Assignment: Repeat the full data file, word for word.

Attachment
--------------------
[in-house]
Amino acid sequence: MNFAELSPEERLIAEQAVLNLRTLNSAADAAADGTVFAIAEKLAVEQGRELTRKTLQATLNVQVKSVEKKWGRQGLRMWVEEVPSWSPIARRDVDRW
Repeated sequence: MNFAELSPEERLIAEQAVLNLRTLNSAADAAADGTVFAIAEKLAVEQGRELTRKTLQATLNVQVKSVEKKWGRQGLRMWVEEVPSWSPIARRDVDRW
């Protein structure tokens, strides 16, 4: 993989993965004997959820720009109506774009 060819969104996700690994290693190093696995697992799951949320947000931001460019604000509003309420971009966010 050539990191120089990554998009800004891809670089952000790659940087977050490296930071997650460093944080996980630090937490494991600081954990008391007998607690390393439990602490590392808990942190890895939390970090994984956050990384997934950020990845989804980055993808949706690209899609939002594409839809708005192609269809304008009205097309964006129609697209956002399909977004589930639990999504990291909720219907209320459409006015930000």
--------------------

[in-house]
Amino acid sequence: MNFAELSPEERLIAEQAVLNLRTLNSAADAAADGTVFAIAEKLAVEQGRELTRKTLQATLNVQVKSVEKKWGRQGLRMWVEEVPSWSPIARRDVDRW
Repeated sequence: MNFAELSPEERLIAEQAVLNLRTLNSAADAAADGTVFAIAEKLAVEQGRELTRKTLQATLNVQVKSVEKKWGRQGLRMWVEEVPSWSPIARRDVDRW
């Protein structure tokens, strides 16, 4: 993989993965004997959820720009109506774009 060819969104996700690994290693190093696995697992799951949320947000931001460019604000509003309420971009966010 050539990191120089990554998009800004891809670089952000790659940087977050490296930071997650460093944080996980630090937490494991600081954990008391007998607690390393439990602490590392808990942190890895939390970090994984956050990384997934950020990845989804980055993808949706690209899609939002594409839809708005192609269809304008009205097309964006129609697209956002399909977004589930639990999504990291909720219907209320459409006015930000």